[back] As with all religions, Scientology has experienced individuals who have joined the church, participated in its activities, and later lost their faith in its teachings. While many former members continue to appreciate their participation in the movement, some former members come to believe that Scientology is a false system, that the practice of auditing is valueless, and that people who continue to be affiliated with Scientology are wrong--headed. Given the cultural context in which Scientology operates, a few have even come to question the genuineness of the religious nature of Scientology and the spiritual component in the life of the average Scientologist. This scope of opinion, both supportive and opposed to Scientology belief and practice and which may be expressed in highly emotive language, constitute theological assessments. As such they are outside the scope of this paper which takes no position on the truth or falsity of Scientology. It also takes no position on the effectiveness or validity of auditing, beyond the fact that many people who have tried it report its helpfulness and some who have tried it found it ineffective for them.
 [back] Today the Advanced Organization offer OT I-V, and the Flag Land Base offers Levels I-VII. OT VIII, released in 1988, is now available only aboard the ship Freewinds.
 [back] Myth here is, of course, used in its technical meaning currently employed in the field of religious studies as a narrative that expresses the values that a community of people highly value.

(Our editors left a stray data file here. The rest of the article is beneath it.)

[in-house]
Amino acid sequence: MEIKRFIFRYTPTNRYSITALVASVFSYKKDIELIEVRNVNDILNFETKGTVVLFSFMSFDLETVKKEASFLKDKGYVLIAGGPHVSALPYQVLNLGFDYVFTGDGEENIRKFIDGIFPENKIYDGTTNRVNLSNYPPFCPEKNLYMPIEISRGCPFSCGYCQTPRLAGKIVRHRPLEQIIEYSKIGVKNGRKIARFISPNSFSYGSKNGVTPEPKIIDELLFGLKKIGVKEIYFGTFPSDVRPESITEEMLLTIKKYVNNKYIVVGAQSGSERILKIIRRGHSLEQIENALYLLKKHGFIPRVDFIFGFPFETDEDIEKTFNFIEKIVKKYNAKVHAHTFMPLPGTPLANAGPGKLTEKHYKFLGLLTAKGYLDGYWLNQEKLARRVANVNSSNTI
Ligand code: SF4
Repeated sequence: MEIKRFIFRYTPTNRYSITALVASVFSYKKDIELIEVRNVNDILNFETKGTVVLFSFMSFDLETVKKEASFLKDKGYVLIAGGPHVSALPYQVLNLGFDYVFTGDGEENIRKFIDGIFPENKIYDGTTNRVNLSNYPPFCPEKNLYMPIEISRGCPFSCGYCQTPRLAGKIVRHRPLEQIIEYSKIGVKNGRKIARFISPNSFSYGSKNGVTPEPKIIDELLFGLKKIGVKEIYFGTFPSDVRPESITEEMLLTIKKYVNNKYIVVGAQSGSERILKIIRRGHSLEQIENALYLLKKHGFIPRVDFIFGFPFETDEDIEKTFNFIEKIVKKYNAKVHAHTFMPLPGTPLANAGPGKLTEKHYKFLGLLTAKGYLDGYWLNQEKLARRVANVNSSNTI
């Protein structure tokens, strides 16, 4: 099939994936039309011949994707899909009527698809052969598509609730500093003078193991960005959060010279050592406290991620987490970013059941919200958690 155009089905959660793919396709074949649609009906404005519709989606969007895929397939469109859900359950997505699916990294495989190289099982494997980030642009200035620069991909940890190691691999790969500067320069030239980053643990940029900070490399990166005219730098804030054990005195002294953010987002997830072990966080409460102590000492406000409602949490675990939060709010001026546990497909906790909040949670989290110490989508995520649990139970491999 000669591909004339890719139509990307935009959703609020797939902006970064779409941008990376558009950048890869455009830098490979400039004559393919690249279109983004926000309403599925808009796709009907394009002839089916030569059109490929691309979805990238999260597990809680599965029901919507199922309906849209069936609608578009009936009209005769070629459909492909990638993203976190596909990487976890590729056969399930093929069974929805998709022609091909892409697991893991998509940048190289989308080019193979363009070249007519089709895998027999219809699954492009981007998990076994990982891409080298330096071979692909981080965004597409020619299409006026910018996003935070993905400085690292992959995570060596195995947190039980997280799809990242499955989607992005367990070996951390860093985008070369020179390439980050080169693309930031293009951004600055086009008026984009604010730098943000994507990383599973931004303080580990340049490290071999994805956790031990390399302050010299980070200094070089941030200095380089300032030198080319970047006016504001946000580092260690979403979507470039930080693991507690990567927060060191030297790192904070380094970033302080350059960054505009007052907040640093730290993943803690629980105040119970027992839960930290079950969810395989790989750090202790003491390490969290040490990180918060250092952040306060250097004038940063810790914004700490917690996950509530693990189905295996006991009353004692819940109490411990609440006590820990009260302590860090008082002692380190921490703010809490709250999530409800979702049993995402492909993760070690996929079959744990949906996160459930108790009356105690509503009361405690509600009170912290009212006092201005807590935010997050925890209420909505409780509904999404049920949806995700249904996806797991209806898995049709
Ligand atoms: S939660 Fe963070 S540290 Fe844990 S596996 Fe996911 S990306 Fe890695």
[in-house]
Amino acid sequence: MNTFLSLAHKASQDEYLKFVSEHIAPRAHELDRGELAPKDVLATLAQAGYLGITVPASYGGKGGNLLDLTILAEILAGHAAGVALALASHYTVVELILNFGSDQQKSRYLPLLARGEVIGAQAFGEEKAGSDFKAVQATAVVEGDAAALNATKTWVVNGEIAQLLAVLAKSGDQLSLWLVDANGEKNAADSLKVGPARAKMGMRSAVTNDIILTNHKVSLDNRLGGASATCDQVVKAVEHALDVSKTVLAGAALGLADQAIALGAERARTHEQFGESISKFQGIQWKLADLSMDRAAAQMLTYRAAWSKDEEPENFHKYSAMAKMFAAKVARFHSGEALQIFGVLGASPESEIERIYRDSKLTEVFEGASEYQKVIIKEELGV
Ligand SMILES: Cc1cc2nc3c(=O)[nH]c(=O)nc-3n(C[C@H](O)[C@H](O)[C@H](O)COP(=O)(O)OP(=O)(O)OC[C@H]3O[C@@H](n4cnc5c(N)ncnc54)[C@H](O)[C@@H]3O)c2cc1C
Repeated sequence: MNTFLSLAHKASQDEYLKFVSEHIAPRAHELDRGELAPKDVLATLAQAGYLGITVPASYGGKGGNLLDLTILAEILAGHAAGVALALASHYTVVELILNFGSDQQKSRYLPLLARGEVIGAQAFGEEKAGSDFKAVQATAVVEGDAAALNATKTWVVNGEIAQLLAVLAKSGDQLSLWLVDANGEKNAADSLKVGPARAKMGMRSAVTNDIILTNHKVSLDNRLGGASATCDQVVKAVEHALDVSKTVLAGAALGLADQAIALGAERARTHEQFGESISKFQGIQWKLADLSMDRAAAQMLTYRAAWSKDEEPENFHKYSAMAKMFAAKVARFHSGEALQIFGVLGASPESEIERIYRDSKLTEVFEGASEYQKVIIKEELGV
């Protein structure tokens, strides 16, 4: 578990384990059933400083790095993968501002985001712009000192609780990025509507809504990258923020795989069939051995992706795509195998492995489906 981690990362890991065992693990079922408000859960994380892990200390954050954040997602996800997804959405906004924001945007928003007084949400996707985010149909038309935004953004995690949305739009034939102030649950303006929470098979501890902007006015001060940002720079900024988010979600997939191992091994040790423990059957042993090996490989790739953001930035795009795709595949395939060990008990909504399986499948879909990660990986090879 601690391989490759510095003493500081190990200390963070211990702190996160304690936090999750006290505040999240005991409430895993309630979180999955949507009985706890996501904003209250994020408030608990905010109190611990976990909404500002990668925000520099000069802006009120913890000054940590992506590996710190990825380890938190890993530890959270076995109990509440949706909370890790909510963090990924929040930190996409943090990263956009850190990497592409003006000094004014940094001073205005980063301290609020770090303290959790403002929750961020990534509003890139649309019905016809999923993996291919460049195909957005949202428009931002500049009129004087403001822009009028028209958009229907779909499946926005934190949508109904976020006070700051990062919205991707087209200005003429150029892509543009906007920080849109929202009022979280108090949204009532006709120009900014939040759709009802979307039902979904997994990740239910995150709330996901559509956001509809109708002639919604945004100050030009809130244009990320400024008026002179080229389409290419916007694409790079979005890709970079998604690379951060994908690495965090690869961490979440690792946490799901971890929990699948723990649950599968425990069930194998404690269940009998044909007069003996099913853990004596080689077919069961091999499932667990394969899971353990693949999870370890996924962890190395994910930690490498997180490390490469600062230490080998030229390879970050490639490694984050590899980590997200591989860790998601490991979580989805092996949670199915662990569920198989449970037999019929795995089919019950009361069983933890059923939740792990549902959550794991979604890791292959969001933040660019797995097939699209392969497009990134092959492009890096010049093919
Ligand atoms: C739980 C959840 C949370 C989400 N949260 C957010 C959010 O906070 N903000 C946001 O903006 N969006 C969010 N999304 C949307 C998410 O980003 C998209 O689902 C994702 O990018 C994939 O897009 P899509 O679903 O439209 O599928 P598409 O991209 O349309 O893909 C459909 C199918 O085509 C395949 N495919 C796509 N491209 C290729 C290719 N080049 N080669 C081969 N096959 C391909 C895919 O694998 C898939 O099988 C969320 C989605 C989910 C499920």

[back] The Church has gone to great lengths to prevent the publication of the confidential documents, which it made the subject of a set of court cases in the mid 1990s. These cases were especially directed toward several former members who attempted to post the materials on the Internet. A small cadre of former members who had access to the documents prior to their leaving have dedicated a significant amount of time to various attempts to publish the materials in such a way that the Church could not prevent access to them. On the legal front, the church has continually moved against such attempts (that include dumping the documents into court records to entering them into various government proceedings).
 [back] Those who wish to understand the cosmology of Scientology should begin with L. Ron Hubbard, The Factors (Los Angeles: Bridge Publications, 1990) and the guide to the OT materials, Ron's Legacy of OT (Los Angeles: Golden Era Productions, n.d.). Further definition of the cosmology is found in Ron's Journal 67 (Hubbard's annual report for 1967) and in several of his tape sets such as The Dawn of Immortality, The Time Track of Theta, Secrets of the MEST Universe, and A Series of Lectures on the Whole Track. These are available in most Scientology bookstores.